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Automatic LV localization and view planning for cardiac MRI acquisition

Background

Localization of the heart is typically performed using a multi-step approach involving the acquisition of double-oblique localizer images. Based on the localizers the standard heart views are planned. This approach is operator-dependent and time consuming.

Objective

To demonstrate feasibility of a fully automatic and fast approach to heart localization and slice prescription from a highly-accelerated, single breath-hold 3D acquisition through a machine learning method.

Methods

A 3D full-chest MR scan is obtained through parallel imaging within a single breath-hold. A single volume is acquired at mid-diastole using an ECG gated segmented acquisition with T2-prepared SSFP readout with chemical shift fat suppression. Typical protocol parameters are: 400x400x220 mm3 FOV prescribed as a coronal slab (256x202x44 matrix; 1.6x2x5 mm3 resolution, interpolated to 2.5 mm slices). Images are acquired using a 1.5T Siemens Avanto/Espree with 32 channel coil and parallel imaging with rate 6=3x2 (PE in LR direction x PAR in AP direction) and ¾ partial Fourier in PAR dimension. Breath-hold duration is typically less than 20s with all PE lines acquired in a single shot per heartbeat.

We train a series of detectors on a database with manually delineated LV to estimate the LV pose and boundaries using probabilistic boosting trees [1] and marginal space learning [2]. The short axis stack is planned based on the delineated LV. To prescribe the VLA and HLA views, we choose a mid-ventricular short axis slice, and apply a landmark detection algorithm [3] to localize the RV insertion points, and the RV lateral point (Figure 1). The VLA view is calculated to be parallel to the line connecting the RV insertion points and to cross the LV blood pool center. The HLA view is computed to cross the LV blood pool center and the RV lateral point.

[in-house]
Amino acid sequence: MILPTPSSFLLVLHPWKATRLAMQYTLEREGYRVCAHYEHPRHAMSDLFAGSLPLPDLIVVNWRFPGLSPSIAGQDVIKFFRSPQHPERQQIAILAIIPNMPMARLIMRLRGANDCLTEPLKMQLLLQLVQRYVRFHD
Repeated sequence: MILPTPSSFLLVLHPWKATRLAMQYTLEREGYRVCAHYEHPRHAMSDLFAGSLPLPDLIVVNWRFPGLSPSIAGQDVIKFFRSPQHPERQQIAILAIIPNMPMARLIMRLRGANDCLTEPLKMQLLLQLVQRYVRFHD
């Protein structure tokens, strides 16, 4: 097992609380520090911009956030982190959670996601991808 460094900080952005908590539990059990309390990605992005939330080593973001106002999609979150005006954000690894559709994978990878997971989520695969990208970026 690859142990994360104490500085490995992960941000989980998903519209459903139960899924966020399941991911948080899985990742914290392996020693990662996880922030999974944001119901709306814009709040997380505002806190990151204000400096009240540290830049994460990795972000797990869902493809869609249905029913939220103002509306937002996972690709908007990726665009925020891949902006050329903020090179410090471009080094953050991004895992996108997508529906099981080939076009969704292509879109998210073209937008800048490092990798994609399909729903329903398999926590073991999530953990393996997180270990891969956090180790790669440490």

Figure 1
figure1

Workflow of automatic LV localization and view planning

Results

We collected 49 MR volumes and manually delineated LV on 27 volumes. We apply our method and visually inspect the results. For cases with full LV coverage, our method delineates LV sufficiently accurate for planning purposes (mean error: 2.10mm, standard deviation: 0.98mm). Failures are mostly due to partial LV coverage.

Conclusion

We successfully demonstrated feasibility of a fully automatic and fast approach to heart localization and slice prescription from a single breath-hold 3D scan in less than 30 seconds. Further investigations to characterize the performance and robustness of the method are warranted.

Figure 2
figure2

Examples of automatically localized LV

References

  1. 1.

    Tu : ICCV. 2005

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  2. 2.

    Zheng : ICCV. 2007

    Google Scholar 

  3. 3.

    Lu : MICCAI. 2010

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Correspondence to Peter Kellman.

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This article is published under license to BioMed Central Ltd. This is an open access article distributed under the terms of the Creative Commons Attribution License (http://creativecommons.org/licenses/by/2.0), which permits unrestricted use, distribution, and reproduction in any medium, provided the original work is properly cited.

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Kellman, P., Lu, X., Jolly, M. et al. Automatic LV localization and view planning for cardiac MRI acquisition. J Cardiovasc Magn Reson 13, P39 (2011). https://doi.org/10.1186/1532-429X-13-S1-P39

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Keywords

  • Fast Approach
  • Landmark Detection
  • Segmented Acquisition
  • Heart Localization
  • Coronal Slab